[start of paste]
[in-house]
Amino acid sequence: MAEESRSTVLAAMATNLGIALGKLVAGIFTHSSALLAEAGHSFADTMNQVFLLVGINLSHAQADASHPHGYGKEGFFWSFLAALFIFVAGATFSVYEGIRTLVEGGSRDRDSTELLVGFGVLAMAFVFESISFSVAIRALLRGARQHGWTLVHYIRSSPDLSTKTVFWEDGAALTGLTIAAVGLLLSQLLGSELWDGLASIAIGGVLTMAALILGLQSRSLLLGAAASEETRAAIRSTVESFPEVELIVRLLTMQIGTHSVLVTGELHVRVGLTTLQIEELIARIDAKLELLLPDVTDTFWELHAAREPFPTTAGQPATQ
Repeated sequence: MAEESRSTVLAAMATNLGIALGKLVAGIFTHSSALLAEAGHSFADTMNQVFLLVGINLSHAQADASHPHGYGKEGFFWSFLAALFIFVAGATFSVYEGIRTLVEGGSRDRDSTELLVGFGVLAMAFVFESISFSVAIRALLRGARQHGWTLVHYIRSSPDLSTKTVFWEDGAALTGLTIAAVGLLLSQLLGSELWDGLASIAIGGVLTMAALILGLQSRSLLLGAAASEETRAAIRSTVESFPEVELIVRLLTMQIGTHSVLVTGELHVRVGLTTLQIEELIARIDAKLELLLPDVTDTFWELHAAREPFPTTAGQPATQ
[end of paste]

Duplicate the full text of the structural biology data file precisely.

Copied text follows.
[in-house]
Amino acid sequence: MAEESRSTVLAAMATNLGIALGKLVAGIFTHSSALLAEAGHSFADTMNQVFLLVGINLSHAQADASHPHGYGKEGFFWSFLAALFIFVAGATFSVYEGIRTLVEGGSRDRDSTELLVGFGVLAMAFVFESISFSVAIRALLRGARQHGWTLVHYIRSSPDLSTKTVFWEDGAALTGLTIAAVGLLLSQLLGSELWDGLASIAIGGVLTMAALILGLQSRSLLLGAAASEETRAAIRSTVESFPEVELIVRLLTMQIGTHSVLVTGELHVRVGLTTLQIEELIARIDAKLELLLPDVTDTFWELHAAREPFPTTAGQPATQ
Repeated sequence: MAEESRSTVLAAMATNLGIALGKLVAGIFTHSSALLAEAGHSFADTMNQVFLLVGINLSHAQADASHPHGYGKEGFFWSFLAALFIFVAGATFSVYEGIRTLVEGGSRDRDSTELLVGFGVLAMAFVFESISFSVAIRALLRGARQHGWTLVHYIRSSPDLSTKTVFWEDGAALTGLTIAAVGLLLSQLLGSELWDGLASIAIGGVLTMAALILGLQSRSLLLGAAASEETRAAIRSTVESFPEVELIVRLLTMQIGTHSVLVTGELHVRVGLTTLQIEELIARIDAKLELLLPDVTDTFWELHAAREPFPTTAGQPATQ